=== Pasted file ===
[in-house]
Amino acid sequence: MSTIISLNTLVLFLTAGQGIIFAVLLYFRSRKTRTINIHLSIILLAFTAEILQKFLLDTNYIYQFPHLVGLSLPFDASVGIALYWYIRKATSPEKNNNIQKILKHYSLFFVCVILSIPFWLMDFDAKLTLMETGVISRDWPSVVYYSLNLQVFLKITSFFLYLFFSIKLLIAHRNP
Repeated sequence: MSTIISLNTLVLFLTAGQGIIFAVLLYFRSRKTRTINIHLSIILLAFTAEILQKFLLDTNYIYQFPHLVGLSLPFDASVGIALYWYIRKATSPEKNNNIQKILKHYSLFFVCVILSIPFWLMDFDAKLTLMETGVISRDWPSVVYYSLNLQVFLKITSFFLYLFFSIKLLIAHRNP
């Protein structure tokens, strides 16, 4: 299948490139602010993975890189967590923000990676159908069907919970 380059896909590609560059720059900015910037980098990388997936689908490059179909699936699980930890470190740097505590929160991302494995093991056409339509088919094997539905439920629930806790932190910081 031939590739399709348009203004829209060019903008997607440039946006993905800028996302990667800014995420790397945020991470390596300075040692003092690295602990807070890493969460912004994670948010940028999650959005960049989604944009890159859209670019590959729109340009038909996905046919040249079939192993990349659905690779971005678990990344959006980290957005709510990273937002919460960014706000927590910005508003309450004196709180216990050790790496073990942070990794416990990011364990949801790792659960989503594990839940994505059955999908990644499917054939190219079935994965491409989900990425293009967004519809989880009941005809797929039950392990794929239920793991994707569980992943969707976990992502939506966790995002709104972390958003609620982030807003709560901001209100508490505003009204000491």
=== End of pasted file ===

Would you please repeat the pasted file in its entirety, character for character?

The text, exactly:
[in-house]
Amino acid sequence: MSTIISLNTLVLFLTAGQGIIFAVLLYFRSRKTRTINIHLSIILLAFTAEILQKFLLDTNYIYQFPHLVGLSLPFDASVGIALYWYIRKATSPEKNNNIQKILKHYSLFFVCVILSIPFWLMDFDAKLTLMETGVISRDWPSVVYYSLNLQVFLKITSFFLYLFFSIKLLIAHRNP
Repeated sequence: MSTIISLNTLVLFLTAGQGIIFAVLLYFRSRKTRTINIHLSIILLAFTAEILQKFLLDTNYIYQFPHLVGLSLPFDASVGIALYWYIRKATSPEKNNNIQKILKHYSLFFVCVILSIPFWLMDFDAKLTLMETGVISRDWPSVVYYSLNLQVFLKITSFFLYLFFSIKLLIAHRNP
């Protein structure tokens, strides 16, 4: 299948490139602010993975890189967590923000990676159908069907919970 380059896909590609560059720059900015910037980098990388997936689908490059179909699936699980930890470190740097505590929160991302494995093991056409339509088919094997539905439920629930806790932190910081 031939590739399709348009203004829209060019903008997607440039946006993905800028996302990667800014995420790397945020991470390596300075040692003092690295602990807070890493969460912004994670948010940028999650959005960049989604944009890159859209670019590959729109340009038909996905046919040249079939192993990349659905690779971005678990990344959006980290957005709510990273937002919460960014706000927590910005508003309450004196709180216990050790790496073990942070990794416990990011364990949801790792659960989503594990839940994505059955999908990644499917054939190219079935994965491409989900990425293009967004519809989880009941005809797929039950392990794929239920793991994707569980992943969707976990992502939506966790995002709104972390958003609620982030807003709560901001209100508490505003009204000491």